For example, consider the simple network shown below.

A message sent from s along the upper route through r has an 0.5 \times 0.9 = 0.45 probability of arriving at t. By definition a message sent along the bottom route has an 0.7 probability of arriving at t. One way to think about computing the overall probability P(s,t) is to compute the probability that it is not the case that the message fails to traverse both links, that is, 1 - (1 - 0.45)(1 - 0.7) = 1 - 0.165 = 0.835. Alternatively, in general we can see that 1 - (1 - p)(1 - q) = p + q - pq, so 0.45 + 0.7 - 0.45 \times 0.7 = 0.835 as well. Intuitively, since the two events are not mutually exclusive, if we add them we are double-counting the situation where both links work, so we subtract the probability of both working.

The question is, given some graph G and some specified nodes s and t, how can we efficiently compute P(s,t)? For now I am calling this the “network reliability problem” (though I fully expect someone to point out that it already has a name). Note that it might make the problem a bit easier to restrict to directed acyclic graphs; but the problem is still well-defined even in the presence of cycles.

This problem turned out to be surprisingly more difficult and interesting than it first appeared. In a future post or two I will explain my solution, with a Haskell implementation. In the meantime, feel free to chime in with thoughts, questions, solutions, or pointers to the literature.

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A strange representation of Z6

On my other blog I am writing about a proof of the Lucas-Lehmer test, and today in the course of working up some examples I stumbled across this little gem.

Let M be a monoid, and let M^* denote the subset of elements of M which actually have an inverse. Then it is not hard to show that M^* is a group: the identity is its own inverse and hence is in M^*; it is closed under the monoid operation since if a and b have inverses then so does ab (namely, b^{-1}a^{-1}); and clearly the inverse of every element in M^* is also in M^*, because being an inverse also implies having one.

Now let M = \{a + b\sqrt{3} \mid 0 \leq a,b < 3\}, where the operation is multiplication, but the coefficients a and b are reduced modulo 3. For example, (2 + \sqrt 3)(2 + 2 \sqrt 3) = (4 + 6) + (4 + 2) \sqrt 3 = 1 + 0 \sqrt 3. This does turn out to be associative, and is clearly commutative; and 1 = 1 + 0\sqrt 3 is the identity. I wrote a little program to see which elements have inverses, and it turns out that the three elements with a = 0 do not, but the other six do. So this is an Abelian group of order 6; but there’s only one such group, namely, the cyclic group \mathbb{Z}_6. And, sure enough, M^* turns out to be generated by 2 + \sqrt 3 and 2 + 2 \sqrt 3.

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ICFP roundup

Well, ICFP 2015 in Vancouver is already two months in the past… I’ve been meaning for a while to write a post reflecting on the experience. Better late than never!

The Place

I had never been to Vancouver before; it seems like a beautiful and fun city. One afternoon I skipped all the talks and went for a long hike—I ended up walking around the entire perimeter of the Stanley Park seawall, which was gorgeous. The banquet was at the (really cool) aquarium—definitely the first time I have eaten dinner while being watched by an octopus.

The People

Instead of staying in the conference hotel, four of us (me, Ryan Yates, Ryan Trinkle, and Michael Sloan) rented an apartment through AirBnB.1 The apartment was really great, it ended up being cheaper per person than sharing two hotel rooms, and it was a lot of fun to have a comfortable place to hang out in the evenings—where we could sit around in our pajamas, and talk, or write code, or whatever, without having to be “on”.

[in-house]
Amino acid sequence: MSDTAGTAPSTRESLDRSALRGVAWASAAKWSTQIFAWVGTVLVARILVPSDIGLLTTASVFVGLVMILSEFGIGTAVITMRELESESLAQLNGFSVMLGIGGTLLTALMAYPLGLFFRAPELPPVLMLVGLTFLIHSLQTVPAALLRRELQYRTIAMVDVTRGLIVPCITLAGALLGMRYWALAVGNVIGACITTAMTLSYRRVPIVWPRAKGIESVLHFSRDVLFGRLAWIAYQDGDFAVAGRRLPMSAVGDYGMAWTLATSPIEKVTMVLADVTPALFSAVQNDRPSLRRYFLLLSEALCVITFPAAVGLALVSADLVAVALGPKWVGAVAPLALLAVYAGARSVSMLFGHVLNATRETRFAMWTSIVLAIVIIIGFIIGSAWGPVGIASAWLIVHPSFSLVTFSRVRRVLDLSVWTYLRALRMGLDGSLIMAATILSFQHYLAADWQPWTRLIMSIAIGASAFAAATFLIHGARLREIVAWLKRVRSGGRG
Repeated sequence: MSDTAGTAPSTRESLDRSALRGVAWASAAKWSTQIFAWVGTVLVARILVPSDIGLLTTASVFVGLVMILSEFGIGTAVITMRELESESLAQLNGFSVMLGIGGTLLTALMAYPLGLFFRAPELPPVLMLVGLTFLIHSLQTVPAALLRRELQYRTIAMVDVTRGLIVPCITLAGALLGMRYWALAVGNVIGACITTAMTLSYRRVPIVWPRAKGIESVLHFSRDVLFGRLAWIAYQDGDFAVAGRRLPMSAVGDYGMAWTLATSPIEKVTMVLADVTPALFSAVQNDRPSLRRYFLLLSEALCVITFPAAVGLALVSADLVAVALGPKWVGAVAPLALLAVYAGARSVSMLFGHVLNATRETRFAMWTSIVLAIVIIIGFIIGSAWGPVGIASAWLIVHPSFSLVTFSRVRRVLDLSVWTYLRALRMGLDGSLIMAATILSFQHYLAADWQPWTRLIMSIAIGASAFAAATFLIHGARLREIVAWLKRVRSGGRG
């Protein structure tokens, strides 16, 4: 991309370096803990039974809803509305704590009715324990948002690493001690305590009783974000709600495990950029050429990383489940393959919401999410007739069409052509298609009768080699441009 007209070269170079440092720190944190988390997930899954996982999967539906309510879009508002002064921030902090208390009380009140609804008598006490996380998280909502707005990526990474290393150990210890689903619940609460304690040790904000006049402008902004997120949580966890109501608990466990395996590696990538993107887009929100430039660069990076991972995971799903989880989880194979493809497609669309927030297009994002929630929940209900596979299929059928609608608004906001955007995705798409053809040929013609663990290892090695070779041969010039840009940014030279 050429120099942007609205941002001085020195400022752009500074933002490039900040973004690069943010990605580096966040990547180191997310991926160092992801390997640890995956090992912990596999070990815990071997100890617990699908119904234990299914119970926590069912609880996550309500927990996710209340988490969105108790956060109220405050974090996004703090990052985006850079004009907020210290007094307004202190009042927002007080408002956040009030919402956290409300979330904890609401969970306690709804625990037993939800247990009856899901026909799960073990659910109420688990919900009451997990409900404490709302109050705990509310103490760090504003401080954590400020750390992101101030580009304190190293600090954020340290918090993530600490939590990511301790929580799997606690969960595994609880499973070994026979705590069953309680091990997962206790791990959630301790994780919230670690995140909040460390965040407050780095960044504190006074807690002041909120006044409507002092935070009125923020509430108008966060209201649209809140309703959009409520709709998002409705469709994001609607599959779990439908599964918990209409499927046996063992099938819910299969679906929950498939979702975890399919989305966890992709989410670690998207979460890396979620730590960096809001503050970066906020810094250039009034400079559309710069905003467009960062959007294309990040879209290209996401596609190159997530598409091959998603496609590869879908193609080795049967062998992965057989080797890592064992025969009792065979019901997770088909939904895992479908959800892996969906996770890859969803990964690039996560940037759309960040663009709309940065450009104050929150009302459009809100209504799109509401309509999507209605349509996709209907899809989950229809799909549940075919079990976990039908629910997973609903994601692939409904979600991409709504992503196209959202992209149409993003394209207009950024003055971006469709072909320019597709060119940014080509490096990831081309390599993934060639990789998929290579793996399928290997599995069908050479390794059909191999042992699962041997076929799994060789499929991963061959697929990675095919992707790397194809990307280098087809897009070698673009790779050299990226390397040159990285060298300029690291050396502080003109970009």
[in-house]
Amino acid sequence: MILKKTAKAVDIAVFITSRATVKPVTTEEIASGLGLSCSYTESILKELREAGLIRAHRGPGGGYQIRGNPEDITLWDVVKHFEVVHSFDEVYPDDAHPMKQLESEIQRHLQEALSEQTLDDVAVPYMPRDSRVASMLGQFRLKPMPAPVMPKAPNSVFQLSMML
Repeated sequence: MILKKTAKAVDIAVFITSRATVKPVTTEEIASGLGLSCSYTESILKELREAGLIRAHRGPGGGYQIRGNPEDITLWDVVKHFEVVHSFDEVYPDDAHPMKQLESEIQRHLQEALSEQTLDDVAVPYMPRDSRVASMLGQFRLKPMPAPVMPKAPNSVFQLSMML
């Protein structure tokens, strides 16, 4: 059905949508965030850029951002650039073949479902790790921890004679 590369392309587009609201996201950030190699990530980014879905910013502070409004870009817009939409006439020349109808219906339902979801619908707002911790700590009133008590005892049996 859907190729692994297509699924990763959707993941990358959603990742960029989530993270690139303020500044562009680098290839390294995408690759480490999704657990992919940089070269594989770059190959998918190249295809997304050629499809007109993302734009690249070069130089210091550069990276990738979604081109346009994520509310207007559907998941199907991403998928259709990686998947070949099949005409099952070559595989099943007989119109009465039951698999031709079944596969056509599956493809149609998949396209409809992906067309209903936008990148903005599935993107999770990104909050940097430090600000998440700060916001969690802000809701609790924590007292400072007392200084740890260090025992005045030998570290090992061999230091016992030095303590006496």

I met some new people, including Aahlad Gogineni from Tufts (along with another Tufts student whose name I unfortunately forget); Zac Slade and Boyd Smith from my new home state of Arkansas; and some folks from Vancouver whose names I am also blanking on at the moment. I also met a few people in person for the first time I had previously only communicated with electronically, like Rein Heinrich and Chris Smith.

I also saw lots of old friends—way too many to list. It once again reminded me how thankful I am to be part of such a great community. Of course, the community is also far from perfect; towards that end I really enjoyed and appreciated the ally skills tutorial taught by Valerie Aurora (which probably deserves its own post).

The Content

Here are just a few of my favorite talks:

I had a lot of great discussions relating to diagrams. For example:

  • I talked with Alan Zimmerman about using his and Matthew Pickering’s great work on ghc-exactprint with an eye towards shipping future diagrams releases along with an automated refactoring tool for updating users’ diagrams code.

  • After talking a bit with Michael Sloan I got a much better sense for the ways stack can support our development and CI testing process.

  • I had a lot of fun talking with Ryan Yates about various things, including projecting diagrams from 3D into 2D, and reworking the semantics and API for diagrams’ paths and trails to be more elegant and consistent. We gave a presentation at FARM which seemed to be well-received.

I got another peek at how well Idris is coming along, including a few personal demonstrations from David Christiansen (thanks David!). I am quite impressed, and plan to look into using it during the last few weeks of my functional programming course this spring (in the past I have used Agda).

If I had written this as soon as I got back, I probably could have remembered a lot more; oh well. All in all, a wonderful week, and I’m looking forward to Japan next year!

  1. Yes, I know that hotel bookings help pay for the conference, and I admit to feeling somewhat conflicted about this.

  2. I asked him afterwards how he made the great animations in his slides, and sadly it seems he tediously constructed them using PowerPoint. Someday, it will be possible to do this with diagrams!